…were had at our first round of focus groups held yesterday to help develop the State of Women’s Health in Leeds report.
We held two focus groups with diverse groups of 19 women, giving them the opportunity to discuss challenges they face around their health and well-being. The key themes that came out of the discussions were communication, information and choice.
The increasing availability of cheap and unhealthy food was highlighted as having a big impact on women’s health and well-being, it was discussed how education around healthier options and cooking on a budget would be beneficial to support women feeding their families.
They talked about women’s needs and the barriers to them accessing services to support these. Long waiting lists were identified as a major barrier to women and girls getting the support they need. Language was also singled out as one of the biggest barriers – not only for women who have English as a second language, but also vulnerable women who have difficulties reading and writing.
The women agreed that our healthcare and welfare systems could be complicated enough for someone who has English as their first language and do not have particular difficulties reading and writing, that it was easy to imagine how complicated the systems could be to use for others. They suggested that jargon-free communication and an increase in ESOL (English for Speakers of Other Languages) provision above level 2 could contribute to improving access for women across Leeds.
One of the key challenges the women identified was knowing (or not knowing in most cases) about what services are available. At Women’s Lives Leeds we are aware that there was no single place for a woman to find out what support is available, which is why we have developed our Online Directory of Services for Women and Girls. We know that this is not the only answer but we hope it will go some way in raising awareness of support that is available. All of the women agreed that often word-of-mouth is the best way to share information about support and services, but sharing this with the most vulnerable women can be a big challenge. Community development and engagement were identified as one of the most effective ways of raising awareness and engaging women, particularly vulnerable, newly arrived or isolated women.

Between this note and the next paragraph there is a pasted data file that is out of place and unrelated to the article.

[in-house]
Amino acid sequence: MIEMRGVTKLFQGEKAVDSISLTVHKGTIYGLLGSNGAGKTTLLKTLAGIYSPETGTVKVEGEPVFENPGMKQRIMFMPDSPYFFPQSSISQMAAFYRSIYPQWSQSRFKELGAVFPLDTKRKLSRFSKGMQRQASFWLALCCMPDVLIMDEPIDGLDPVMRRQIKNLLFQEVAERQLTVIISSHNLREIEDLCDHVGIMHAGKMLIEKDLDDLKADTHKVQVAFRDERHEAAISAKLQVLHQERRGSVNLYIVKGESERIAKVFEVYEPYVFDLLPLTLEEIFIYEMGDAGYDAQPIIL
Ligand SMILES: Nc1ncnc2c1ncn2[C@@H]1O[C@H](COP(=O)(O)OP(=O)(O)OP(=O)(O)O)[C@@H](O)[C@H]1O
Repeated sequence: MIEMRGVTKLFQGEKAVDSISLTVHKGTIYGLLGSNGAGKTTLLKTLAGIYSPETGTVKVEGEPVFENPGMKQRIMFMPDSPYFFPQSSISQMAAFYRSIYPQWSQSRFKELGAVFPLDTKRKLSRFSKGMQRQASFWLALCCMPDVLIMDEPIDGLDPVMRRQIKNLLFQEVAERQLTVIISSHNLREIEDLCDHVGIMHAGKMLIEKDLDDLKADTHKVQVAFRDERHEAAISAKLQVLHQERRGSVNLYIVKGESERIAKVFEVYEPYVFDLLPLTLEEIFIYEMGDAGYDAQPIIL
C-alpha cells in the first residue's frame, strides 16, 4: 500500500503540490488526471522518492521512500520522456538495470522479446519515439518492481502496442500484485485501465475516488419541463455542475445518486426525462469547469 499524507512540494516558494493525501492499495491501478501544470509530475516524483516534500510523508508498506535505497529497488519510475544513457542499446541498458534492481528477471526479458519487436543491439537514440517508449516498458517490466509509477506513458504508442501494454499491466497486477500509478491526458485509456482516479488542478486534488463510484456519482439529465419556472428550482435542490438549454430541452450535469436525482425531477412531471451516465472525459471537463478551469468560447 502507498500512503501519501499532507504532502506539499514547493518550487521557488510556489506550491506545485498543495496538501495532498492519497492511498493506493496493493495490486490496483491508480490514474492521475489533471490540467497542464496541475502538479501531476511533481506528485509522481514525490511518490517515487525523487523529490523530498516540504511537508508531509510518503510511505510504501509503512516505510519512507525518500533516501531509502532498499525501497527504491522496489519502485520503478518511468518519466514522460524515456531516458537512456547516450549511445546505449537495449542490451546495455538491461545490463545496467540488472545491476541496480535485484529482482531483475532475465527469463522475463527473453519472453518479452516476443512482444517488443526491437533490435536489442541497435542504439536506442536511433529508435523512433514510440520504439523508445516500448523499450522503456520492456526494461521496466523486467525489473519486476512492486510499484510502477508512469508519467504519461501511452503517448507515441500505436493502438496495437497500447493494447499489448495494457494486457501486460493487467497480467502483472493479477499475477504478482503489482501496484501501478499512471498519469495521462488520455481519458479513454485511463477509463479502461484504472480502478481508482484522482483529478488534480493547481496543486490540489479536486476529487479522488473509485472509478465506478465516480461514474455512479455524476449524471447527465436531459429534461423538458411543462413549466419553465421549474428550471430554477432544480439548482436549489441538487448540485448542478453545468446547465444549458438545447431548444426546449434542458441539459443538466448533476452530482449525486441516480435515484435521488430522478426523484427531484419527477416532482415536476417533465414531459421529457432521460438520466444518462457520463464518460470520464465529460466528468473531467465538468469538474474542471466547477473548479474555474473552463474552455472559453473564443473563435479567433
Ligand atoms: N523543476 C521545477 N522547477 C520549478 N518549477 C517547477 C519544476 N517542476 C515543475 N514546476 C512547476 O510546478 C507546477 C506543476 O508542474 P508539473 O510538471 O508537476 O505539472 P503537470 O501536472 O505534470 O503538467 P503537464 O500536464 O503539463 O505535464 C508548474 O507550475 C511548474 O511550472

Issues that are unique to women – menstruation and the menopause – were also discussed. The stigma that is associated to these subjects and the fact that they are often not discussed has added to the difficulties women face when experiencing these. It was agreed that neither of these should be only a ‘woman’s’ issue, that this further stigmatises the topics and can prevent women from seeking help during what can be a painful and isolating experience.
One of the attendees commented “It’s always good to talk with other women within a safe space about important issues without fear of judgement.”
This is a brief overview of the conversations had and some of the incredible insight that we collected throughout the day. We used dictaphones to record the sessions and these have now gone to a Phd student at Leeds Beckett University to transcribe. We have other focus groups coming up over the next couple of months to speak to other women and collect more voices and experiences.
If you are interested in getting involved then get in touch.